UNITED NATIONS — Kosovo's declaration of independence over the weekend is creating an international split, as the top Western powers, including America, rush to recognize the newborn country and others caution against regional and world turmoil that would result from other unilateral secessions.
The international debate came to a head yesterday at the U.N. Security Council, where the country that until Sunday was the uncontested sovereign over Kosovo, Serbia, called an emergency session. President Tadic of Serbia called on Secretary-General Ban to term Kosovo's independence "null and void," but the U.N. chief sidestepped the issue and declined to rule on the legality of Pristina's weekend declaration. Similarly, the divided council came to no decision.
"Recognition of states is for the states, and not for the secretariat," Mr. Ban told reporters after the council session yesterday. While America, Britain, and France were quick to recognize the new state, European countries such as Spain, which is concerned about the secession of its Basque region, were hesitant to do so. Despite the majority Muslim population in Kosovo, international groupings of Islamic and Arab states also refrained from taking decisions. Concerns over disintegration of current recognized states stopped many other countries from making statements.
Serbia, which considers Kosovo's declaration illegal, recalled its ambassador in Washington for "consultations" yesterday, and the Serbian foreign minister, Vuk Jeremic, told U.N. reporters that his country planned to act in a similar fashion with any country that recognizes Kosovo. However "Serbia will not resort to force" in Kosovo, relying instead on diplomatic means and persuasion, the president, Mr. Tadic, told the council.
"There are dozens of various Kosovos in this world and all of them lie in wait for Kosovo's act of secession to become reality and be established as an acceptable norm," Mr. Tadic said. "If a small, peace-loving, and democratic country in Europe, a member state of the United Nations, can be deprived of its own territory illegally and against its will, historic injustice will have occurred because a legitimate democracy has never before been punished in this way."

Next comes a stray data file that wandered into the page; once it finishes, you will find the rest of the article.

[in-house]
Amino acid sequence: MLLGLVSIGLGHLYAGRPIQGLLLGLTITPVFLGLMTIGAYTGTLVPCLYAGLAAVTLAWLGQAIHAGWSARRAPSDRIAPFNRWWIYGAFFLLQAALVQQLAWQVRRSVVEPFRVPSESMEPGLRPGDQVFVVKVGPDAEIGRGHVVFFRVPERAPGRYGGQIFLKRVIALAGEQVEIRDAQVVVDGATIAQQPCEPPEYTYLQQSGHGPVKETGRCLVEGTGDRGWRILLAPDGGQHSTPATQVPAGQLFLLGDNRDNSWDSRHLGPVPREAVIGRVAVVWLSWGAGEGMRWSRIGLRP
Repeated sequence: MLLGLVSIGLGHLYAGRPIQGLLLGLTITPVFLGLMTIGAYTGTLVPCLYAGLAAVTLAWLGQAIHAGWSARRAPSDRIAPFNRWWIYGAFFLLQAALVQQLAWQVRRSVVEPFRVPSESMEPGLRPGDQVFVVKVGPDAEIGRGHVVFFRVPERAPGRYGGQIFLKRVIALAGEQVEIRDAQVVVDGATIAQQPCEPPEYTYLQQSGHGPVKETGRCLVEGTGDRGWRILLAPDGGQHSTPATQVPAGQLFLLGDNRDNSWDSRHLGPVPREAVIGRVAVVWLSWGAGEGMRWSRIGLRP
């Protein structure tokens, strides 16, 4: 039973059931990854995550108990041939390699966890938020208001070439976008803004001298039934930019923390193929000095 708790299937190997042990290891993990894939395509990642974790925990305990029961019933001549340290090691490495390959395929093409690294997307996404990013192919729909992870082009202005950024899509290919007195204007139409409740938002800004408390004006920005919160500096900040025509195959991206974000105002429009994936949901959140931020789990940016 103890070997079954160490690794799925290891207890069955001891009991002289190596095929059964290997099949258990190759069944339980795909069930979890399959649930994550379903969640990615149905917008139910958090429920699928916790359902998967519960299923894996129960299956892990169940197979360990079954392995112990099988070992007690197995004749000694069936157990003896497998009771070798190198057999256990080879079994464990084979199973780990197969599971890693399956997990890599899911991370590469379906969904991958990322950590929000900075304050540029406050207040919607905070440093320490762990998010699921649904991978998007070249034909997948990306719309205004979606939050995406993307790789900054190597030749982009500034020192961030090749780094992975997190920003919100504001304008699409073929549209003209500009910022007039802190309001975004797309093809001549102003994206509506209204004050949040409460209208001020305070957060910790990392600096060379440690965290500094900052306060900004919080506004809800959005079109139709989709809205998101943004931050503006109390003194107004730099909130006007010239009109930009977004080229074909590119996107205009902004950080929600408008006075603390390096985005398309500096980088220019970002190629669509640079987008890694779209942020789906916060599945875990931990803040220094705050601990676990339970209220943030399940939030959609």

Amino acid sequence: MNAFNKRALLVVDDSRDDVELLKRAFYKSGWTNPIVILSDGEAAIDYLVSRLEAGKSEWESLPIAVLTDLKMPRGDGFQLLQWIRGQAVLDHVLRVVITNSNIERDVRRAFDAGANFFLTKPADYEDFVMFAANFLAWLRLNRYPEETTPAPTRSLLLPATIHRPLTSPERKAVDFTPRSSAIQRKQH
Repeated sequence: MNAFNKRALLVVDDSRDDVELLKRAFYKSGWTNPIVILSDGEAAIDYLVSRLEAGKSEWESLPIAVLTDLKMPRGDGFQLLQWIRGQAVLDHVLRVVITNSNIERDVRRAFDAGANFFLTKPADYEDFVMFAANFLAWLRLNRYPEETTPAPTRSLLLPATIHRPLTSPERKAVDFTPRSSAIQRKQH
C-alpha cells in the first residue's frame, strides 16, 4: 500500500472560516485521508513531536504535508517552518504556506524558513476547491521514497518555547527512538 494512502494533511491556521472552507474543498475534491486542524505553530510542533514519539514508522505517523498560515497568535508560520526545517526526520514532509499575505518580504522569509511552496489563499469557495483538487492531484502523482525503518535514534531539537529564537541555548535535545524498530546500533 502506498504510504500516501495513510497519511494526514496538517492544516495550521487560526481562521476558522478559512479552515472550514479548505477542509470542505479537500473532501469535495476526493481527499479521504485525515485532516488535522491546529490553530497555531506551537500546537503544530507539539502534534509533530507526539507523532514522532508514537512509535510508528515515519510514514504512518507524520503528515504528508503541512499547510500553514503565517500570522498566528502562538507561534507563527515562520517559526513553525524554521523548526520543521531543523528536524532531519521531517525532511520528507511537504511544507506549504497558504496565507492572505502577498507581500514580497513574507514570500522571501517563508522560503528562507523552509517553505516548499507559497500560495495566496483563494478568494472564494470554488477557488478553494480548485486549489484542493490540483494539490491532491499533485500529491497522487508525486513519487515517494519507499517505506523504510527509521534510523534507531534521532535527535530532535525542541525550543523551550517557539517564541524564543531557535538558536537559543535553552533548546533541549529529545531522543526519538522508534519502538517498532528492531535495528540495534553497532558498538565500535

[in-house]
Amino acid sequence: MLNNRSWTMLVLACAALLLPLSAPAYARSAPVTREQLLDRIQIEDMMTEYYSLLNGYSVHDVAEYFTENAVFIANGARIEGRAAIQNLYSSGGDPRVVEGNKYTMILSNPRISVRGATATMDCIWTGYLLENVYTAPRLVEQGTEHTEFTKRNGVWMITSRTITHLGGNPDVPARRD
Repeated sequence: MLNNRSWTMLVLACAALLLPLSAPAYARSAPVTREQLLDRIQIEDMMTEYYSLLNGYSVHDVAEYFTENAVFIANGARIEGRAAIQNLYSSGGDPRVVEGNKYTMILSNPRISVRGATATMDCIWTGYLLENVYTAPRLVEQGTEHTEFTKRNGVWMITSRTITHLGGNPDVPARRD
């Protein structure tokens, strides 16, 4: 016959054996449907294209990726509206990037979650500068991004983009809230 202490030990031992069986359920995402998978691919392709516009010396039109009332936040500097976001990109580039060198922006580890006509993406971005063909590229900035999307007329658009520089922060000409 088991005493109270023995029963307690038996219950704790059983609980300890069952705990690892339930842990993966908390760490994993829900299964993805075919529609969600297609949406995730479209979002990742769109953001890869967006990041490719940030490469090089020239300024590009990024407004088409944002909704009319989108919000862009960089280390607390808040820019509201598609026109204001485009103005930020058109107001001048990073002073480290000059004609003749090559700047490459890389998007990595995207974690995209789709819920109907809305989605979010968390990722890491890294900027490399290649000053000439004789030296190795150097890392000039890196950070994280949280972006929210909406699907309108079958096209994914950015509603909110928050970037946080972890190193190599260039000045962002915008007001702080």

Although the European Union said in its statement yesterday that the case of Kosovo, with its unique history, is "sui generis" in the affairs of states, Mr. Tadic's argument was powerful for many countries, including some of those that emerged out of the former Soviet bloc. Russia and China, concerned about their own separatists in Chechnya and Taiwan and Tibet, led the charge at the council yesterday. As permanent council members, they can block U.N. membership for Kosovo.
"Safeguarding sovereignty and international integrity is one of the cardinal principles of contemporary international law," the Chinese ambassador to the United Nations, Wang Guangya, told the council. "The unilateral action by Kosovo may rekindle conflicts and turbulences in the region."
It is "too early" to make a decision on recognition, the Egyptian ambassador to the United Nations, Maged Abdelaziz, told The New York Sun, adding that neither the Arab League nor the Organization of Islamic Conference has agreed on a common approach. "I don't expect we will have a unified position," he said.
Many people in the Arab and Muslim world identify with the fight of Muslims in Kosovo against the rule of a Christian country, and some Arab fighters joined the Balkan wars out of such solidarity. But countries like Morocco and Sudan are concerned about secession of ethnic groups within their own territories.
Turkey, which has sought to join the European Union for years, yesterday became one of the first countries to recognize Kosovo, even as some Turks fear a Kurdish rebellion in the southeastern part of their country. But Turkish nationals also have maintained an Ankara-backed autonomous region in the northeast of Cyprus, where locals have long called for secession.
"The United States has today formally recognized Kosovo as a sovereign and independent state," Secretary of State Rice said in a statement yesterday. "We congratulate the people of Kosovo on this historic occasion."
The European Union dispatched a "rule of law" mission of 1,900 troops to Kosovo in addition to the existing 5,000-troop NATO force there. But the European Union has not been able to unify its members behind a single position on recognition.
The Bush administration has been criticized by some Republicans for its Balkan policies. "Recognition of Kosovo's independence without Serbia's consent would set a precedent with far-reaching and unpredictable consequences for many other regions of the world," a former secretary of state, Lawrence Eagleburger, and a former American ambassador to the United Nations, John Bolton, wrote in the Washington Times late last year, urging the administration to "reconsider" its decision to urge independence.